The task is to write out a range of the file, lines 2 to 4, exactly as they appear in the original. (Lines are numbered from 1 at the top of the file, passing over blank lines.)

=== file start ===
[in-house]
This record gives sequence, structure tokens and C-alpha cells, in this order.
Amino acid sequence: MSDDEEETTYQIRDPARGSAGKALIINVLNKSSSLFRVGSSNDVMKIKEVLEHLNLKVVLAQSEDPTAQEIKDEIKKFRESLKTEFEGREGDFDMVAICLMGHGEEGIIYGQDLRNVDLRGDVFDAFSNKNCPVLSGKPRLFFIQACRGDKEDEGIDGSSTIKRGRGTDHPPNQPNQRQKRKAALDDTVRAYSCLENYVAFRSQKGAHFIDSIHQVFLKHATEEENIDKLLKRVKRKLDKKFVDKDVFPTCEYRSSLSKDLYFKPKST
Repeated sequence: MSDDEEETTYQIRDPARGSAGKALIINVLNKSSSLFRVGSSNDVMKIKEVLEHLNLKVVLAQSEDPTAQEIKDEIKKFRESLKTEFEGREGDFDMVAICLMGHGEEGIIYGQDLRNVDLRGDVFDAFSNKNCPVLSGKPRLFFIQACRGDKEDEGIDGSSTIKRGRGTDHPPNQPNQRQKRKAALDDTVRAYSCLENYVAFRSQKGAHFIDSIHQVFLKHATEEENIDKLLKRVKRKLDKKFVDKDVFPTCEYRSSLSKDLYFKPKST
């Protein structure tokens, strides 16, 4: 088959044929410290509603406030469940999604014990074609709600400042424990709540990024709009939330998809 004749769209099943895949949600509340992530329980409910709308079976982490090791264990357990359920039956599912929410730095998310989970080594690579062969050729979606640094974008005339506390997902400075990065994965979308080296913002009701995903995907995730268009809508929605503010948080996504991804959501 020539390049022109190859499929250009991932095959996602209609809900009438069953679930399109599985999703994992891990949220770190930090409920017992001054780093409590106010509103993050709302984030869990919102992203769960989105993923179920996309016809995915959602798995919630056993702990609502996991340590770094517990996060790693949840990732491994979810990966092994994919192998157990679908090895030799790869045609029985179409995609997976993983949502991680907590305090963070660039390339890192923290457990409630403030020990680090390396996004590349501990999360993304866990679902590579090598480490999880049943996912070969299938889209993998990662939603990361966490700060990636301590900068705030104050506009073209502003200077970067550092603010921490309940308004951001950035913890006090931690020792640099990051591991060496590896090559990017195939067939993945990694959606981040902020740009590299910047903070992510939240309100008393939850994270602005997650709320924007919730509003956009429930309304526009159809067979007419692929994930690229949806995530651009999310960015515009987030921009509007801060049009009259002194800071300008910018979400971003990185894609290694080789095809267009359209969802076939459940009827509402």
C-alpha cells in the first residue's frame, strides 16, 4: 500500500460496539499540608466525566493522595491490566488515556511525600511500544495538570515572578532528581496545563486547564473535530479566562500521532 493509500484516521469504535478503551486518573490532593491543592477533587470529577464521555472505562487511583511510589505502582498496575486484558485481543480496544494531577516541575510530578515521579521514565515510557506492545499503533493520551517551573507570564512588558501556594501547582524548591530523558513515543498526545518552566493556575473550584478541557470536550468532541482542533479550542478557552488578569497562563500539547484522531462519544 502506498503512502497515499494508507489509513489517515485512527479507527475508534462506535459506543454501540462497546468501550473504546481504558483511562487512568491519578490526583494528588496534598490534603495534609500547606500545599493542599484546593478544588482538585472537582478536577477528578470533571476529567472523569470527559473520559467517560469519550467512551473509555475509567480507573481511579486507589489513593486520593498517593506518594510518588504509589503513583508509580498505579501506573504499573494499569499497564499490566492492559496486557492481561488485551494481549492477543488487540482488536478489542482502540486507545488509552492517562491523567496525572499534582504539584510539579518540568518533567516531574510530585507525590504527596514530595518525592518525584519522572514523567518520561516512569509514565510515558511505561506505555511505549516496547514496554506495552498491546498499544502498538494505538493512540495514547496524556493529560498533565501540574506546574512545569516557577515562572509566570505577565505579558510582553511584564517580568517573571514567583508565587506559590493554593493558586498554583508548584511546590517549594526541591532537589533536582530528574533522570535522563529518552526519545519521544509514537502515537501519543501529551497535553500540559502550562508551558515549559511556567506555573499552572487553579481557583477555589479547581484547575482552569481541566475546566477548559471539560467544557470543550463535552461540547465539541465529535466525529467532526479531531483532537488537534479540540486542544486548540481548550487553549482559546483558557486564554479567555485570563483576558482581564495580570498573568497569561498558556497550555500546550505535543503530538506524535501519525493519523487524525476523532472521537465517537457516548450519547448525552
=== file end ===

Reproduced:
This record gives sequence, structure tokens and C-alpha cells, in this order.
Amino acid sequence: MSDDEEETTYQIRDPARGSAGKALIINVLNKSSSLFRVGSSNDVMKIKEVLEHLNLKVVLAQSEDPTAQEIKDEIKKFRESLKTEFEGREGDFDMVAICLMGHGEEGIIYGQDLRNVDLRGDVFDAFSNKNCPVLSGKPRLFFIQACRGDKEDEGIDGSSTIKRGRGTDHPPNQPNQRQKRKAALDDTVRAYSCLENYVAFRSQKGAHFIDSIHQVFLKHATEEENIDKLLKRVKRKLDKKFVDKDVFPTCEYRSSLSKDLYFKPKST
Repeated sequence: MSDDEEETTYQIRDPARGSAGKALIINVLNKSSSLFRVGSSNDVMKIKEVLEHLNLKVVLAQSEDPTAQEIKDEIKKFRESLKTEFEGREGDFDMVAICLMGHGEEGIIYGQDLRNVDLRGDVFDAFSNKNCPVLSGKPRLFFIQACRGDKEDEGIDGSSTIKRGRGTDHPPNQPNQRQKRKAALDDTVRAYSCLENYVAFRSQKGAHFIDSIHQVFLKHATEEENIDKLLKRVKRKLDKKFVDKDVFPTCEYRSSLSKDLYFKPKST